A new poll on Minnesota's Amendment 1, a measure that would write marriage discrimination into the state's constitution, shows that the race is still extremely close
The Minnesota Star Tribune reports that 47% of registered voters oppose the amendment, an unchanged number, while 48% of voters support amending the constitution to define marriage as one man, one woman. That's down one point from the previous polls. Five percent of people remain undecided, the paper says. Over 50% is needed one way or the other, and skipping the question qualifies as "no".
Not surprisingly, most of the people who oppose the amendment know someone who is LGBT: 54% of people who are voting no know someone who is gay or lesbian. Surprisingly, 40% of those who say they want to enshrine discrimination know someone who is gay or lesbian. Those are Michele Bachmann's people.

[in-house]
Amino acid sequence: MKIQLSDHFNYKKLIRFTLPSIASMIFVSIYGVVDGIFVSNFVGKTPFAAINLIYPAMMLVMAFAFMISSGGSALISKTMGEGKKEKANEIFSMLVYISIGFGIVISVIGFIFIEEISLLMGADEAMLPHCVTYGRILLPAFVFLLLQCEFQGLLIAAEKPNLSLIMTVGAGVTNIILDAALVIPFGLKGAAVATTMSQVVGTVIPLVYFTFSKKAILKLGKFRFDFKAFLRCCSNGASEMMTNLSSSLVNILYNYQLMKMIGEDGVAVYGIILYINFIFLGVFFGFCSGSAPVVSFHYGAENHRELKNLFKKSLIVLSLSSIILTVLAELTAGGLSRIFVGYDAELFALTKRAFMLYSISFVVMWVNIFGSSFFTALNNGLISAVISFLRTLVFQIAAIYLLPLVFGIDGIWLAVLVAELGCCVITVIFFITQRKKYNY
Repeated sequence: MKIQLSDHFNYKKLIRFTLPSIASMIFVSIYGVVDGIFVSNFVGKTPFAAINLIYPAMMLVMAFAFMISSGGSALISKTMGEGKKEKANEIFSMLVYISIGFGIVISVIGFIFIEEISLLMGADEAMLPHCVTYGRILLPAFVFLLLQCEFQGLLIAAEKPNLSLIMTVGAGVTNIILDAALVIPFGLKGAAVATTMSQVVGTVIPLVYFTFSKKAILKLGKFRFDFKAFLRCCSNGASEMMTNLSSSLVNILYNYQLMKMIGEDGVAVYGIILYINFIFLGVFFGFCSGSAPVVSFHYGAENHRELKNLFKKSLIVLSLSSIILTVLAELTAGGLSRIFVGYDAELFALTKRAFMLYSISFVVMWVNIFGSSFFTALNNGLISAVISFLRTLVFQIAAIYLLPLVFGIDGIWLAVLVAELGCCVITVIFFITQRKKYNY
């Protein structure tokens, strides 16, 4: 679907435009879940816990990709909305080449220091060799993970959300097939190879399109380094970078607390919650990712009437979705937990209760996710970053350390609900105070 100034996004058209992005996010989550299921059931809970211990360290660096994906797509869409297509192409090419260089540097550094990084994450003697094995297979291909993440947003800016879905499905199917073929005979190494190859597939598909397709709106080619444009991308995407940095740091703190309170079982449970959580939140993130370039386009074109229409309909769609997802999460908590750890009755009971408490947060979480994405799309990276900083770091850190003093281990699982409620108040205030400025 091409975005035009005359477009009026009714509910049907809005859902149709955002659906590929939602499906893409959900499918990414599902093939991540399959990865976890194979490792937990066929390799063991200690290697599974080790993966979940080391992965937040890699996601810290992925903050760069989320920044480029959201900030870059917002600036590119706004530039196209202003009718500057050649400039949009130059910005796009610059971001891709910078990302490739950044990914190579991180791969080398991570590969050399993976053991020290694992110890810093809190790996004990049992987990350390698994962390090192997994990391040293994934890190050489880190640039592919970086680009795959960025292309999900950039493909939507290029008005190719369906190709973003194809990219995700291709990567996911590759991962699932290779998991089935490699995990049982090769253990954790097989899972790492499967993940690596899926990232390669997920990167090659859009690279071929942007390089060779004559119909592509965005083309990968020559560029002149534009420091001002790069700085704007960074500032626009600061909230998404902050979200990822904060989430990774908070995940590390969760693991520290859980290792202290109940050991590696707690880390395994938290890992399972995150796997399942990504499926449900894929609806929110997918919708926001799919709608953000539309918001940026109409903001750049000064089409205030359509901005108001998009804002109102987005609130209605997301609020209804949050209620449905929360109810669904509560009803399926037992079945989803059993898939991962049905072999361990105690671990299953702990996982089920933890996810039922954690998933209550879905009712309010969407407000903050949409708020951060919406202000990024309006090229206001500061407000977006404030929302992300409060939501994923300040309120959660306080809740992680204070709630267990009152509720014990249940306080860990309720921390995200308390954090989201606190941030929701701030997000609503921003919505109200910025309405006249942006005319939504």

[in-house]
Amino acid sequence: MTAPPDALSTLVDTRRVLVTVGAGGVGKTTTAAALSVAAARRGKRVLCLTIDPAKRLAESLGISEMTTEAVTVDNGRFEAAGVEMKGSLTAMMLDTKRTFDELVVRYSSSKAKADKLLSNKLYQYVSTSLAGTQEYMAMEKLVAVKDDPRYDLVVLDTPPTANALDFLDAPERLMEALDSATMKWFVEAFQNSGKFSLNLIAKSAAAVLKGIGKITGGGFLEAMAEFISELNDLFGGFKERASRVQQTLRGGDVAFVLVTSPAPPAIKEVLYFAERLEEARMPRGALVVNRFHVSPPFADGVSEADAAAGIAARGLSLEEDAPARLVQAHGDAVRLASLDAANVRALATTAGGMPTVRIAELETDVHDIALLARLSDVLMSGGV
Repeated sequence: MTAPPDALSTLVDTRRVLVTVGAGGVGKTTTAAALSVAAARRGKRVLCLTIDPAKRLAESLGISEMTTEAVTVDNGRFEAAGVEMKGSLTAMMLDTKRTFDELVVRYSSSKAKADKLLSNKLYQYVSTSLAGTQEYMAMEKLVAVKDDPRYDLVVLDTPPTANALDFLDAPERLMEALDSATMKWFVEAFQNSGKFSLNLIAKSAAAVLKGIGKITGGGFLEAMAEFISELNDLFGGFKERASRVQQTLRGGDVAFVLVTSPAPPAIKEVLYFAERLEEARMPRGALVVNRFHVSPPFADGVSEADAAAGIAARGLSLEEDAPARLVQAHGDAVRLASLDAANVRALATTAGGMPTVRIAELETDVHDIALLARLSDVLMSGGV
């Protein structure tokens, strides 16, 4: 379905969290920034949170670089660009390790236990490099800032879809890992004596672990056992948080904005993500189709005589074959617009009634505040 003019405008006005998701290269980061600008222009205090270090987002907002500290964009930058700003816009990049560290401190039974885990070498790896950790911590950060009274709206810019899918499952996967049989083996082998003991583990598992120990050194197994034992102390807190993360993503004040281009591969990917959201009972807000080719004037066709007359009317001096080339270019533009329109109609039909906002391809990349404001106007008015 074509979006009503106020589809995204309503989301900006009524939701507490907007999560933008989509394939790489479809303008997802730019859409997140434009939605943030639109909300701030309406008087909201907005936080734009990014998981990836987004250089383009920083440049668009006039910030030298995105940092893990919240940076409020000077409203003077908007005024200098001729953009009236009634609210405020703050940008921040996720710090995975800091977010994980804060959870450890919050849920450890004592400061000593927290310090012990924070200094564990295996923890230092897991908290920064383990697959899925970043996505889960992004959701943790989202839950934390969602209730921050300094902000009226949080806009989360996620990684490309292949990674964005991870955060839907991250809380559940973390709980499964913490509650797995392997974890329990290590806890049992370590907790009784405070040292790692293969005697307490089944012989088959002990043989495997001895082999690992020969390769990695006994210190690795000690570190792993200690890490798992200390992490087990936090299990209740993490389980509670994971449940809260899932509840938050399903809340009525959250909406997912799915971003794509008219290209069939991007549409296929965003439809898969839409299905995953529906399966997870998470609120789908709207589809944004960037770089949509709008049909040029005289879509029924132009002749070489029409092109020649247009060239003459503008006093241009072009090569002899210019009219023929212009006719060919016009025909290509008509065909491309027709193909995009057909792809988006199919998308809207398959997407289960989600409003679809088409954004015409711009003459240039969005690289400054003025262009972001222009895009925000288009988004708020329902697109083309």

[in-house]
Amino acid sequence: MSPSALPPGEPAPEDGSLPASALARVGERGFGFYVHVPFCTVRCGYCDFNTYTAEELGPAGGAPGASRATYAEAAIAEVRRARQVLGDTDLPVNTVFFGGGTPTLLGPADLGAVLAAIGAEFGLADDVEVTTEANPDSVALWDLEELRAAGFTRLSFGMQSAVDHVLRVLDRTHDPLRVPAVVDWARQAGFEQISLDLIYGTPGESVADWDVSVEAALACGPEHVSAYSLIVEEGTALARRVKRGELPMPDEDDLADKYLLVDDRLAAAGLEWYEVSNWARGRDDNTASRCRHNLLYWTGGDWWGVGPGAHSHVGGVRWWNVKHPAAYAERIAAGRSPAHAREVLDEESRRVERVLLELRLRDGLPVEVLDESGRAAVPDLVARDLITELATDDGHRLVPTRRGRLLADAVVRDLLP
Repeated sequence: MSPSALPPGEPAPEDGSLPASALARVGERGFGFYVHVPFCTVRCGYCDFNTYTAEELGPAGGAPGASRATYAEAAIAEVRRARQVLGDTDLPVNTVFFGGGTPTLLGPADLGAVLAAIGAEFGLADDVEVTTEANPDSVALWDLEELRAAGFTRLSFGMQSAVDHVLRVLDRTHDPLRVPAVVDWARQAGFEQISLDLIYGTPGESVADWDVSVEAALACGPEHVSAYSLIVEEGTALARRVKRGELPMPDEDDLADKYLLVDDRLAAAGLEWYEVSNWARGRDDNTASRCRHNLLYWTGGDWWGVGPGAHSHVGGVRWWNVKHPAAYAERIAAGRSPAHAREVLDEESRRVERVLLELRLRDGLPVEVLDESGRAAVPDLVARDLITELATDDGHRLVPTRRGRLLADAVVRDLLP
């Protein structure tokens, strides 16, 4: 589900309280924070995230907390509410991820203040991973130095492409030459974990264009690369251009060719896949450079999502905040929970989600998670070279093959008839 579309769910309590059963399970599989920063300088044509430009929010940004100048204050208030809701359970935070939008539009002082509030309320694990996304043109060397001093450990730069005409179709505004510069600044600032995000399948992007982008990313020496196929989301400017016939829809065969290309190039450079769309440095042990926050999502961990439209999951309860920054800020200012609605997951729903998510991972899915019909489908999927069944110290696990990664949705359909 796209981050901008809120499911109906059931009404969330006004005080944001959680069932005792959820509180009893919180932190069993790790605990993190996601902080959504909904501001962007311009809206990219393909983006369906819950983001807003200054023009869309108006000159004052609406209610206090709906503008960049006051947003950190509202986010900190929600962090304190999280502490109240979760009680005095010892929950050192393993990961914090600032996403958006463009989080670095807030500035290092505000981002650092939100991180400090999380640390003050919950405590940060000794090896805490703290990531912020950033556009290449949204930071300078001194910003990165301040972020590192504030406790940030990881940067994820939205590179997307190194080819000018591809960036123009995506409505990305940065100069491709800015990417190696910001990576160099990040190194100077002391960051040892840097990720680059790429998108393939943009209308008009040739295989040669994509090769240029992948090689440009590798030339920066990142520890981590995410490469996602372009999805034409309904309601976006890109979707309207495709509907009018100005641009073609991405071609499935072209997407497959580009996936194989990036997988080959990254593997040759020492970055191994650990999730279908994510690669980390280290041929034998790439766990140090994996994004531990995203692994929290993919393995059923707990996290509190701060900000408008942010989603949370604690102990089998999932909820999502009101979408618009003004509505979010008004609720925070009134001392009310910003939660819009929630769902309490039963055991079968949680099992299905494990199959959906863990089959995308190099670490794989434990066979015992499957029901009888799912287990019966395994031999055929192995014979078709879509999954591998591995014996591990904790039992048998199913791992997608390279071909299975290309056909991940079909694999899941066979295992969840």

And, yes, religious leaders are playing a key role:
The sampling also found that Minnesota's faith leaders are enormously influential.
Fully 70 percent of supporters say their religious leader helped
inform their decision on the question; 26 percent say their faith leader
had little or no impact. Among amendment opponents, 27 percent said a
faith leader played a significant role in their position.
Minnesotans United for All Families, a group trying to stop the unnecessary and hateful amendment, remain hopeful that Minnesotans will see the amendment for what it is.
"When Minnesotans go to the polls, they'll measure this amendment against
their values of freedom and treating others as you would want to be
treated," said the group's campaign manager, Richard Carlbom. "This amendment just doesn't stack up to our values as Minnesotans."